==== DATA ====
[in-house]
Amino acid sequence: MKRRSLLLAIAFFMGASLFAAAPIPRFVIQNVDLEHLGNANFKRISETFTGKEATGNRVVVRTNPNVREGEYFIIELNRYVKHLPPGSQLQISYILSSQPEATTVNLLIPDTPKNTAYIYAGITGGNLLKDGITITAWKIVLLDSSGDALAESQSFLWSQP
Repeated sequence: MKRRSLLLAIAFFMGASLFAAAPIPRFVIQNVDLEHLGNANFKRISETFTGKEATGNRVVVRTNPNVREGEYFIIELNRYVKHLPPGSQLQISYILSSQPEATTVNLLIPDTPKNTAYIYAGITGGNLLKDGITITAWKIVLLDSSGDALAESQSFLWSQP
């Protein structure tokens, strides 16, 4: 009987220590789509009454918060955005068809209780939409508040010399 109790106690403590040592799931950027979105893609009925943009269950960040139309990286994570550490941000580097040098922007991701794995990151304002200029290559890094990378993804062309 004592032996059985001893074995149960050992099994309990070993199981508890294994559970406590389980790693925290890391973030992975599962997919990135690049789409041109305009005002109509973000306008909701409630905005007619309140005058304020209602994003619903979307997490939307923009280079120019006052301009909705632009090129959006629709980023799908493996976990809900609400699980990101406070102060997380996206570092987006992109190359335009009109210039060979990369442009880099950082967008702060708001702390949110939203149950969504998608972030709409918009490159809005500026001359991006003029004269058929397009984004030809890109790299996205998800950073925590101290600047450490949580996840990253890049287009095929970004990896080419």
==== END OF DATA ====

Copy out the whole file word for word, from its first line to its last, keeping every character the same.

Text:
[in-house]
Amino acid sequence: MKRRSLLLAIAFFMGASLFAAAPIPRFVIQNVDLEHLGNANFKRISETFTGKEATGNRVVVRTNPNVREGEYFIIELNRYVKHLPPGSQLQISYILSSQPEATTVNLLIPDTPKNTAYIYAGITGGNLLKDGITITAWKIVLLDSSGDALAESQSFLWSQP
Repeated sequence: MKRRSLLLAIAFFMGASLFAAAPIPRFVIQNVDLEHLGNANFKRISETFTGKEATGNRVVVRTNPNVREGEYFIIELNRYVKHLPPGSQLQISYILSSQPEATTVNLLIPDTPKNTAYIYAGITGGNLLKDGITITAWKIVLLDSSGDALAESQSFLWSQP
């Protein structure tokens, strides 16, 4: 009987220590789509009454918060955005068809209780939409508040010399 109790106690403590040592799931950027979105893609009925943009269950960040139309990286994570550490941000580097040098922007991701794995990151304002200029290559890094990378993804062309 004592032996059985001893074995149960050992099994309990070993199981508890294994559970406590389980790693925290890391973030992975599962997919990135690049789409041109305009005002109509973000306008909701409630905005007619309140005058304020209602994003619903979307997490939307923009280079120019006052301009909705632009090129959006629709980023799908493996976990809900609400699980990101406070102060997380996206570092987006992109190359335009009109210039060979990369442009880099950082967008702060708001702390949110939203149950969504998608972030709409918009490159809005500026001359991006003029004269058929397009984004030809890109790299996205998800950073925590101290600047450490949580996840990253890049287009095929970004990896080419």